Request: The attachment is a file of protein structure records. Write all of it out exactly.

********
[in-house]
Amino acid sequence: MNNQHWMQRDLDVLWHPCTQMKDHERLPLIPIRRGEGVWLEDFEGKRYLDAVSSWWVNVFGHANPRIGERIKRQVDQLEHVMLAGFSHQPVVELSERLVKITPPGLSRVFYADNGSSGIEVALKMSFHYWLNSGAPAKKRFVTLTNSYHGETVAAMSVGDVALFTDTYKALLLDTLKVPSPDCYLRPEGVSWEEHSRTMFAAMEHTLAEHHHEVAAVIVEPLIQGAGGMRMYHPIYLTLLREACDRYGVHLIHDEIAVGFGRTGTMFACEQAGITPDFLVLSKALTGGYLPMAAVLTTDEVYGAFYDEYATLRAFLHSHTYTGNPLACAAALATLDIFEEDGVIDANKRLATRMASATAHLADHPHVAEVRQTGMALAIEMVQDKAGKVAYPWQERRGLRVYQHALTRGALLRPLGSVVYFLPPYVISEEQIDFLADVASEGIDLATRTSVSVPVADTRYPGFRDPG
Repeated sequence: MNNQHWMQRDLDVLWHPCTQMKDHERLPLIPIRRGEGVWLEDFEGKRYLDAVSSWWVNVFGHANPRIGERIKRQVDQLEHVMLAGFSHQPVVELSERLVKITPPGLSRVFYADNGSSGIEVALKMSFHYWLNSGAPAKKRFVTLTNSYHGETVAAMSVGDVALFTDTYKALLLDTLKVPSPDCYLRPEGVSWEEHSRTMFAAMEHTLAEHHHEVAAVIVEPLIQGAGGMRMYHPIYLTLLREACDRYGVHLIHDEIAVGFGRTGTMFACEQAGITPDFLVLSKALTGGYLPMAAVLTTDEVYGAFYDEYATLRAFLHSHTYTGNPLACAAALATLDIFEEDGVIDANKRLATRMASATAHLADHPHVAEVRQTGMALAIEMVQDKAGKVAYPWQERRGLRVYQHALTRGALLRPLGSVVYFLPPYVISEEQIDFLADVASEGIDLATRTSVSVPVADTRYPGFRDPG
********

[in-house]
Amino acid sequence: MNNQHWMQRDLDVLWHPCTQMKDHERLPLIPIRRGEGVWLEDFEGKRYLDAVSSWWVNVFGHANPRIGERIKRQVDQLEHVMLAGFSHQPVVELSERLVKITPPGLSRVFYADNGSSGIEVALKMSFHYWLNSGAPAKKRFVTLTNSYHGETVAAMSVGDVALFTDTYKALLLDTLKVPSPDCYLRPEGVSWEEHSRTMFAAMEHTLAEHHHEVAAVIVEPLIQGAGGMRMYHPIYLTLLREACDRYGVHLIHDEIAVGFGRTGTMFACEQAGITPDFLVLSKALTGGYLPMAAVLTTDEVYGAFYDEYATLRAFLHSHTYTGNPLACAAALATLDIFEEDGVIDANKRLATRMASATAHLADHPHVAEVRQTGMALAIEMVQDKAGKVAYPWQERRGLRVYQHALTRGALLRPLGSVVYFLPPYVISEEQIDFLADVASEGIDLATRTSVSVPVADTRYPGFRDPG
Repeated sequence: MNNQHWMQRDLDVLWHPCTQMKDHERLPLIPIRRGEGVWLEDFEGKRYLDAVSSWWVNVFGHANPRIGERIKRQVDQLEHVMLAGFSHQPVVELSERLVKITPPGLSRVFYADNGSSGIEVALKMSFHYWLNSGAPAKKRFVTLTNSYHGETVAAMSVGDVALFTDTYKALLLDTLKVPSPDCYLRPEGVSWEEHSRTMFAAMEHTLAEHHHEVAAVIVEPLIQGAGGMRMYHPIYLTLLREACDRYGVHLIHDEIAVGFGRTGTMFACEQAGITPDFLVLSKALTGGYLPMAAVLTTDEVYGAFYDEYATLRAFLHSHTYTGNPLACAAALATLDIFEEDGVIDANKRLATRMASATAHLADHPHVAEVRQTGMALAIEMVQDKAGKVAYPWQERRGLRVYQHALTRGALLRPLGSVVYFLPPYVISEEQIDFLADVASEGIDLATRTSVSVPVADTRYPGFRDPG